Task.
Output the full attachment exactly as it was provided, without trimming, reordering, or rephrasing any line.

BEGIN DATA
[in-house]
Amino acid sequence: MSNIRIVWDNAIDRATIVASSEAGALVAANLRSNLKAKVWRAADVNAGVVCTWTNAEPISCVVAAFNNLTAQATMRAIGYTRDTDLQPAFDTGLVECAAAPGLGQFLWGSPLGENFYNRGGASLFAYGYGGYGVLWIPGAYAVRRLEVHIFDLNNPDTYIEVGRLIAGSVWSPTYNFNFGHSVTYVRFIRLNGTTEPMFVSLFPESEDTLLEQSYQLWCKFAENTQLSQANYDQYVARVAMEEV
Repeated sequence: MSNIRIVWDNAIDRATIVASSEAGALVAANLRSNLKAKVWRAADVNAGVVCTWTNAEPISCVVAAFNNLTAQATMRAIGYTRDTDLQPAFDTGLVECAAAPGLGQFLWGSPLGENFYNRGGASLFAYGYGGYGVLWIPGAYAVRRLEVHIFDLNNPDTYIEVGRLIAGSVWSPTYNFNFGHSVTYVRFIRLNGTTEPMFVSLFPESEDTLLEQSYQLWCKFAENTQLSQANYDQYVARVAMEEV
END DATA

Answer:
[in-house]
Amino acid sequence: MSNIRIVWDNAIDRATIVASSEAGALVAANLRSNLKAKVWRAADVNAGVVCTWTNAEPISCVVAAFNNLTAQATMRAIGYTRDTDLQPAFDTGLVECAAAPGLGQFLWGSPLGENFYNRGGASLFAYGYGGYGVLWIPGAYAVRRLEVHIFDLNNPDTYIEVGRLIAGSVWSPTYNFNFGHSVTYVRFIRLNGTTEPMFVSLFPESEDTLLEQSYQLWCKFAENTQLSQANYDQYVARVAMEEV
Repeated sequence: MSNIRIVWDNAIDRATIVASSEAGALVAANLRSNLKAKVWRAADVNAGVVCTWTNAEPISCVVAAFNNLTAQATMRAIGYTRDTDLQPAFDTGLVECAAAPGLGQFLWGSPLGENFYNRGGASLFAYGYGGYGVLWIPGAYAVRRLEVHIFDLNNPDTYIEVGRLIAGSVWSPTYNFNFGHSVTYVRFIRLNGTTEPMFVSLFPESEDTLLEQSYQLWCKFAENTQLSQANYDQYVARVAMEEV